For some people, the kente cloth of Ghana is more recognizable than the nation’s flag - it is after all older.  The combination of blue, green, yellow, red and magenta in geometric non-figurative motifs are the distinctive work of the Ashanti people - the dominant kingdom of the Gold Coast.  The Ewe people have made some remarkable modifications through the keta cloth by integrating a more muted and cohesive array of colors, as well as by using cotton as the primary material and by introducing figurative patterns.

 

Kente and keta cloths, like many African textiles, are stripwoven - a technique believed to be learned from the Kong weavers of today’s Ivory Coast.  A carpenter-made frame loom operated by foot treadles that move pairs of heddles is used to create the stripweaves.  The process is nearly musical, as if the weaver were a pianist who used rhythm as the tool of engineering but converted sound into motion.  The result is certainly as beautiful as a musical composition but incomplete.  The weaver must add any floating weft work by hand and then sew the stripweaves, usually 16 to 24 pieces, together to form the full and final cloth.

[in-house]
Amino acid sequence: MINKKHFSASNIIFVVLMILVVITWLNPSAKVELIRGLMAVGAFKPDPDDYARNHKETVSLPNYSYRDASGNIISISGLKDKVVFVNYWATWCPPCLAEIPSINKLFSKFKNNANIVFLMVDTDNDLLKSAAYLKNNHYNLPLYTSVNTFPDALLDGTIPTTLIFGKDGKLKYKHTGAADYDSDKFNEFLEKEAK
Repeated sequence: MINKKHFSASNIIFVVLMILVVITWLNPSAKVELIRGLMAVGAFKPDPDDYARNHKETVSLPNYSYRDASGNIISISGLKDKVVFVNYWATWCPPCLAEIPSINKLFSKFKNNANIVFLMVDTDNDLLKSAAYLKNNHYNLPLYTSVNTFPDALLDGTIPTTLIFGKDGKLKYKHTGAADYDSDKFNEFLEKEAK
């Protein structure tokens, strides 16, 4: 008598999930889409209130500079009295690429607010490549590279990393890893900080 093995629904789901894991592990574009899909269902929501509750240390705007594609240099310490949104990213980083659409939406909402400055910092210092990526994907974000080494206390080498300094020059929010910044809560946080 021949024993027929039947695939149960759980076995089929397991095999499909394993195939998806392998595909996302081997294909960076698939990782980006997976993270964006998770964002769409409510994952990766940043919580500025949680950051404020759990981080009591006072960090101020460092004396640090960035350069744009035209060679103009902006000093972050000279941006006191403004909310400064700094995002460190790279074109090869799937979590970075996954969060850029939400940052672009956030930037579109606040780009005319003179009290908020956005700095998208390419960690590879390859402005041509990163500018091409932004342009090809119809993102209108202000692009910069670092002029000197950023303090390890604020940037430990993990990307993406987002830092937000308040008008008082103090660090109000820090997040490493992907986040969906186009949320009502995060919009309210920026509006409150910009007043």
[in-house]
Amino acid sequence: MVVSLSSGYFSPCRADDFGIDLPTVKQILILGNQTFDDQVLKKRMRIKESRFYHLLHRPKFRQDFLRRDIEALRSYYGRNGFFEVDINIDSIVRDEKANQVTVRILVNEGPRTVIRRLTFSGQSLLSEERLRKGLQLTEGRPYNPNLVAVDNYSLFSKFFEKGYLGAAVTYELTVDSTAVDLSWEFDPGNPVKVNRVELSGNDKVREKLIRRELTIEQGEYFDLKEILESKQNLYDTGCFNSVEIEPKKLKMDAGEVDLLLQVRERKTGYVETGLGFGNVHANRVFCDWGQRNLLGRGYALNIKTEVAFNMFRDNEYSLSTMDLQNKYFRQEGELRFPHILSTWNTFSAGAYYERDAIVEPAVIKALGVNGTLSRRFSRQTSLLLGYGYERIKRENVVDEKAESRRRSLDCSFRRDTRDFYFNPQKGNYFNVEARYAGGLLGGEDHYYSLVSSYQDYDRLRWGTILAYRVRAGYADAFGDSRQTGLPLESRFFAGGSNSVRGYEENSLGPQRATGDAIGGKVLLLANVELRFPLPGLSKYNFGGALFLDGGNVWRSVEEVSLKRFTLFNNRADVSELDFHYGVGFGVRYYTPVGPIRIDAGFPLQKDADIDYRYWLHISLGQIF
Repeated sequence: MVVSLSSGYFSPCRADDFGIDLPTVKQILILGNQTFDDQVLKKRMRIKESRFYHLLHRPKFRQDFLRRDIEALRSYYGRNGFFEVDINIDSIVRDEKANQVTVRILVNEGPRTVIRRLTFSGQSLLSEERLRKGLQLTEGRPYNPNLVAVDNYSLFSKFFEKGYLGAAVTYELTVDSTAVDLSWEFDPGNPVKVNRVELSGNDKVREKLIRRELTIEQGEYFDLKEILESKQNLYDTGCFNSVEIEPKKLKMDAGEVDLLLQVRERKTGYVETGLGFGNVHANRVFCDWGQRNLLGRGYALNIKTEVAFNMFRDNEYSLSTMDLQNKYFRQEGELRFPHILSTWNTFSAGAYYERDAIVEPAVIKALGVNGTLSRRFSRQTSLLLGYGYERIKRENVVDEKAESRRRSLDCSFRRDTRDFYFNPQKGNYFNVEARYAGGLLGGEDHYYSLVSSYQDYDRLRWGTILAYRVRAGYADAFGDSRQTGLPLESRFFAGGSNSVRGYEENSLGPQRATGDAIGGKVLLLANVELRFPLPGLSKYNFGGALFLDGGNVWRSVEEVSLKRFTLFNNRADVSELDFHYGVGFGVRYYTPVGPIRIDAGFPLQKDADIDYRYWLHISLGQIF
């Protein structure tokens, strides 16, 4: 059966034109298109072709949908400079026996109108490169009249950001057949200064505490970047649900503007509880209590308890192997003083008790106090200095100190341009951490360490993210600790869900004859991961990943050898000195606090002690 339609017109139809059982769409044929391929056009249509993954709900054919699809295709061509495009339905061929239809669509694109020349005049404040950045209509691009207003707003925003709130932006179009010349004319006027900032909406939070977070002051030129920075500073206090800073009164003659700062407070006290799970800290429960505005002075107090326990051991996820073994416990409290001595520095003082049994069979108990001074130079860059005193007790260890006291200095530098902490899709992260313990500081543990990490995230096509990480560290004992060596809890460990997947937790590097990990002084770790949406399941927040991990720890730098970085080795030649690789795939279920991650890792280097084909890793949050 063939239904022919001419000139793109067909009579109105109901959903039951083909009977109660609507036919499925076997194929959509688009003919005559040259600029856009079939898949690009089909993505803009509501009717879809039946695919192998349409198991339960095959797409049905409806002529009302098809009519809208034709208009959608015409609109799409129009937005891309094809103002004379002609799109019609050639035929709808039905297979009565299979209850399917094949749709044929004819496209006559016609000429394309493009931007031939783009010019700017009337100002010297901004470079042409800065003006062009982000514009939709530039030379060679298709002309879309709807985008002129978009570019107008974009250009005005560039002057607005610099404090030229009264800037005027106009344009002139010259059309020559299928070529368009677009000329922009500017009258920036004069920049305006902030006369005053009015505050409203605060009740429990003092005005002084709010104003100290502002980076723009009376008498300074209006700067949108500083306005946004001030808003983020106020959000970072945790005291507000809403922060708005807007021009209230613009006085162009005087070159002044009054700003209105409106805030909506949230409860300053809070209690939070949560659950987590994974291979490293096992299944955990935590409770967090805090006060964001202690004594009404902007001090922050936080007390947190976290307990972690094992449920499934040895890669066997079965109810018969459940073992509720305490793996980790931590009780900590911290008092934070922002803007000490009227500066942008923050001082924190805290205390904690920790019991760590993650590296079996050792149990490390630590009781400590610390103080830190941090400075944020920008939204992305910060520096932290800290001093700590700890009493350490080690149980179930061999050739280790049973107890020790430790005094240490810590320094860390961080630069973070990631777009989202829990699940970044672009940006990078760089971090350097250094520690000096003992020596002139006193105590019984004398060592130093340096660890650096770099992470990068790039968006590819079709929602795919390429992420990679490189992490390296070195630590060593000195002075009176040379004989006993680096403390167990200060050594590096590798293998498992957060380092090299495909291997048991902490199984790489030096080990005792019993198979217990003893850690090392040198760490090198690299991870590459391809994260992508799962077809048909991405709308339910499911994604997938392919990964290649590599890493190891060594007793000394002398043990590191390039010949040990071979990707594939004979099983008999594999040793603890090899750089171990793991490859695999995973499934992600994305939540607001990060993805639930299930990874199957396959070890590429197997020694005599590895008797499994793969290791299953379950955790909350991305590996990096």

The folk textile work of the Ashanti and Ewe people may be perhaps the most globally discernible.  It is not just for Ghanaians or tourists - kente and ewe keta appear in fashion and furnishing around the world.

 

These fabrics also appear in the Kauli Rainy Season collections.  While many African textiles are dark in color and high in contrast because of their use of natural dyes, the fabrics of Ghana add a colorful and varied balance to our celebration and exhibition of the continent’s best fabrics.

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